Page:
New Yorkers suffer Sandy… and occupy it

Occupy Sandy

“Due to all the show cancellations, we've acquired an income gap of over $10k, which will take us a long time to make up. If you have a few dollars to spare, we'd be very grateful for a donation. There are almost 200,000 people in our area still without electricity, heat, and some even without water!” says Ellie Covan, founder of the Dixon Place in Lower East Manhattan. Her burgeoning artists playground is just one of the thousands of business affected by Sandy.

One week after the massive storm that caused 98 lives, the estimated costs have climbed to as much as $50 billion split between households, businesses, public infrastructures such as rail lines, roads and water and sewage systems and lost business activity. Sandy has been one of the U.S. most costly disasters. Although not as devastating as hurricane Katrina (2005), it has affected a densely populated area which is responsible for 20 percent of the country's GDP.

A low-motion New York

In New York hundreds of residents from the five boroughs are still spending their nights on shelters. 140,000 are lacking power. In gas stations huge lines of people with cans waited for their turn to fill the trunk. The primary problem remains lack of electricity rather than low supplies (many gas stations are without power, so they cannot pump). Commuting in the evening is still rough: some subway lines remain closed, as well as 10 percent of schools due to damage or lack of power.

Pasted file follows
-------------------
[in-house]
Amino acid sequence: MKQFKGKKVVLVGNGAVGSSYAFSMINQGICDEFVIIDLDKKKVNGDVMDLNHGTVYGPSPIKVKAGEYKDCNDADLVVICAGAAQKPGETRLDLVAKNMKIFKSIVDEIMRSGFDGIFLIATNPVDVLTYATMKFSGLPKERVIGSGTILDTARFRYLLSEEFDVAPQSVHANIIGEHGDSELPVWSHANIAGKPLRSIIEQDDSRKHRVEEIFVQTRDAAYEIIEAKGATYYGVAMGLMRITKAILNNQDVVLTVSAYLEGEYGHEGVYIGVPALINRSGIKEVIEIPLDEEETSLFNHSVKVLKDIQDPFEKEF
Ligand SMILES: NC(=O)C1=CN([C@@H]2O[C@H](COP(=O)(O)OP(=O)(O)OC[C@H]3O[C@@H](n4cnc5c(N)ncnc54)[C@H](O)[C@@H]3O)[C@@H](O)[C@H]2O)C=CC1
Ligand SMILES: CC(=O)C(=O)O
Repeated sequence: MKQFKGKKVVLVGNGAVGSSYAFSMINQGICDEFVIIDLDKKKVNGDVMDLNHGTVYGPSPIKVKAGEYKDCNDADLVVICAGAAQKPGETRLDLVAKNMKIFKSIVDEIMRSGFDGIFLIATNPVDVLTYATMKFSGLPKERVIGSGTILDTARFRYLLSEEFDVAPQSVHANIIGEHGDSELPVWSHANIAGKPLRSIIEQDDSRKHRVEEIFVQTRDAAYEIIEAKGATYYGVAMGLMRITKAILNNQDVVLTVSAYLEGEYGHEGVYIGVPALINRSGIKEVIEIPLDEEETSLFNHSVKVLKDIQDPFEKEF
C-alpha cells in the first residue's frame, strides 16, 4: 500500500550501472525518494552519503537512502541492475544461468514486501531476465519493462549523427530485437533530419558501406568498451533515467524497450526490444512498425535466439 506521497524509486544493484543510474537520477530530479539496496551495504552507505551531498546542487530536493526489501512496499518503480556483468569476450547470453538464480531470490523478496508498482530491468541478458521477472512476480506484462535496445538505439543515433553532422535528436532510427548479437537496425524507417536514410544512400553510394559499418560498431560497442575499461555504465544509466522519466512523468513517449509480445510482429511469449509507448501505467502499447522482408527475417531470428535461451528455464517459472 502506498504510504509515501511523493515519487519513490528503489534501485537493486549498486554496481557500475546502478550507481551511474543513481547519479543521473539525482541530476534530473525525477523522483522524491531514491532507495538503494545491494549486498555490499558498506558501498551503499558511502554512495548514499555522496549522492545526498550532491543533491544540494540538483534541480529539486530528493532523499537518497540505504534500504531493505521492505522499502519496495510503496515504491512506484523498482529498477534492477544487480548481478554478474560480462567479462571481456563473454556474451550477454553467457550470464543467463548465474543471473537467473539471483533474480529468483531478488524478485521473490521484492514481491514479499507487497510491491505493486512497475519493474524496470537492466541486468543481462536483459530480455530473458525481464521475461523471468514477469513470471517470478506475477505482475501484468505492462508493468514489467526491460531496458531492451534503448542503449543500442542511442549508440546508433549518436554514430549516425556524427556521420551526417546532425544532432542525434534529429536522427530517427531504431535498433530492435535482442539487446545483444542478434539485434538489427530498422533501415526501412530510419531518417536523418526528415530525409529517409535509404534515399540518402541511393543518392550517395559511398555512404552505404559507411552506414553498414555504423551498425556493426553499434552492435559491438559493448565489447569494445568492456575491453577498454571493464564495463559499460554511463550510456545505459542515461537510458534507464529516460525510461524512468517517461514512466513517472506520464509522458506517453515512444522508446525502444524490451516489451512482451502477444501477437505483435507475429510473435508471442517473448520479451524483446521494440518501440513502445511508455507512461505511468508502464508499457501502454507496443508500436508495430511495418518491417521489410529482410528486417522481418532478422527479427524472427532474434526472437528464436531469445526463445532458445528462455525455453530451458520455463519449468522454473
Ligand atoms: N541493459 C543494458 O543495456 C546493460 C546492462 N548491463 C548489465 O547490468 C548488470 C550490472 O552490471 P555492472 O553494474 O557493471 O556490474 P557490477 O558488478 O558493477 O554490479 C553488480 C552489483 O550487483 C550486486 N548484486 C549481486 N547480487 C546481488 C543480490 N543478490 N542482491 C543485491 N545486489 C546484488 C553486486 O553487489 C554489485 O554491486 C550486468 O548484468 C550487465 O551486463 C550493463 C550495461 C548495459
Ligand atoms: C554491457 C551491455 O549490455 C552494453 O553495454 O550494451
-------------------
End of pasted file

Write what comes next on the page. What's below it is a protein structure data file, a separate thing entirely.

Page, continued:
For retailers Sandy has been a complete nightmare. They were expecting the final shipments for the Christmas season but the supply chain is totally clogged up. Many warehouses have been destroyed and almost all rail service from the ports is suspended.

Occupy Sandy

Some New Yorkers are organizing in a new movement called Occupy Sandy, an offshoot of the Occupy Wall Street that is already operating all over the city. Their leaders say they aim to help smaller communities where government relief organizations may not have arrived, gathering food and clothes, cleaning the badly damaged areas and even donating blood. So far the've received around $10,000 in donations via their website.


About the Author

Ana Fuentes
Columnist for El País and a contributor to SER (Sociedad Española de Radiodifusión), was the first editor-in-chief of The Corner. Currently based in Madrid, she has been a correspondent in New York, Beijing and Paris for several international media outlets such as Prisa Radio, Radio Netherlands or CNN en español. Ana holds a degree in Journalism from the Complutense University in Madrid and the Sorbonne University in Paris, and a Master's in Journalism from Spanish newspaper El País.